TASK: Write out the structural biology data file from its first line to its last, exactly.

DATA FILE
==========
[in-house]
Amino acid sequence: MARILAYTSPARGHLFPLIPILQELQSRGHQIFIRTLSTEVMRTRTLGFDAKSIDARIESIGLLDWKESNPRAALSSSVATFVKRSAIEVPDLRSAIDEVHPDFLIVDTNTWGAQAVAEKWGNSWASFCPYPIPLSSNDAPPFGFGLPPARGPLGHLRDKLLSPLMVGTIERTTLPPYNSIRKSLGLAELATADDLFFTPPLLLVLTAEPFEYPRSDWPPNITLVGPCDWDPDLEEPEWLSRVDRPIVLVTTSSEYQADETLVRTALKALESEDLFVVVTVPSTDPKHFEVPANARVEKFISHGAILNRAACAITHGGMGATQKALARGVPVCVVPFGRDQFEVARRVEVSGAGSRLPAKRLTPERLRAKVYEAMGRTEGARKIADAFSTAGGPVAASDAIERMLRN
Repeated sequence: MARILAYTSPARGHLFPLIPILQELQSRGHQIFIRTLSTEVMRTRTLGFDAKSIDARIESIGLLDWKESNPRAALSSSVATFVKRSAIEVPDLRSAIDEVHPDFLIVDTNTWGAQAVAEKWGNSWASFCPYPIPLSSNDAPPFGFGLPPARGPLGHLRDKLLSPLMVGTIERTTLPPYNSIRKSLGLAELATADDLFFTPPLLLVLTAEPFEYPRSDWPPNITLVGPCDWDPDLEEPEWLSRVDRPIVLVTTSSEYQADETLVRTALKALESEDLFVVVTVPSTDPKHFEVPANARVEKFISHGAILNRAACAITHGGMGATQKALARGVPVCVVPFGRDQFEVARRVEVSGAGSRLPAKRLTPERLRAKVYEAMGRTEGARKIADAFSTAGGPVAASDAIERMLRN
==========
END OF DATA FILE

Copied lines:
[in-house]
Amino acid sequence: MARILAYTSPARGHLFPLIPILQELQSRGHQIFIRTLSTEVMRTRTLGFDAKSIDARIESIGLLDWKESNPRAALSSSVATFVKRSAIEVPDLRSAIDEVHPDFLIVDTNTWGAQAVAEKWGNSWASFCPYPIPLSSNDAPPFGFGLPPARGPLGHLRDKLLSPLMVGTIERTTLPPYNSIRKSLGLAELATADDLFFTPPLLLVLTAEPFEYPRSDWPPNITLVGPCDWDPDLEEPEWLSRVDRPIVLVTTSSEYQADETLVRTALKALESEDLFVVVTVPSTDPKHFEVPANARVEKFISHGAILNRAACAITHGGMGATQKALARGVPVCVVPFGRDQFEVARRVEVSGAGSRLPAKRLTPERLRAKVYEAMGRTEGARKIADAFSTAGGPVAASDAIERMLRN
Repeated sequence: MARILAYTSPARGHLFPLIPILQELQSRGHQIFIRTLSTEVMRTRTLGFDAKSIDARIESIGLLDWKESNPRAALSSSVATFVKRSAIEVPDLRSAIDEVHPDFLIVDTNTWGAQAVAEKWGNSWASFCPYPIPLSSNDAPPFGFGLPPARGPLGHLRDKLLSPLMVGTIERTTLPPYNSIRKSLGLAELATADDLFFTPPLLLVLTAEPFEYPRSDWPPNITLVGPCDWDPDLEEPEWLSRVDRPIVLVTTSSEYQADETLVRTALKALESEDLFVVVTVPSTDPKHFEVPANARVEKFISHGAILNRAACAITHGGMGATQKALARGVPVCVVPFGRDQFEVARRVEVSGAGSRLPAKRLTPERLRAKVYEAMGRTEGARKIADAFSTAGGPVAASDAIERMLRN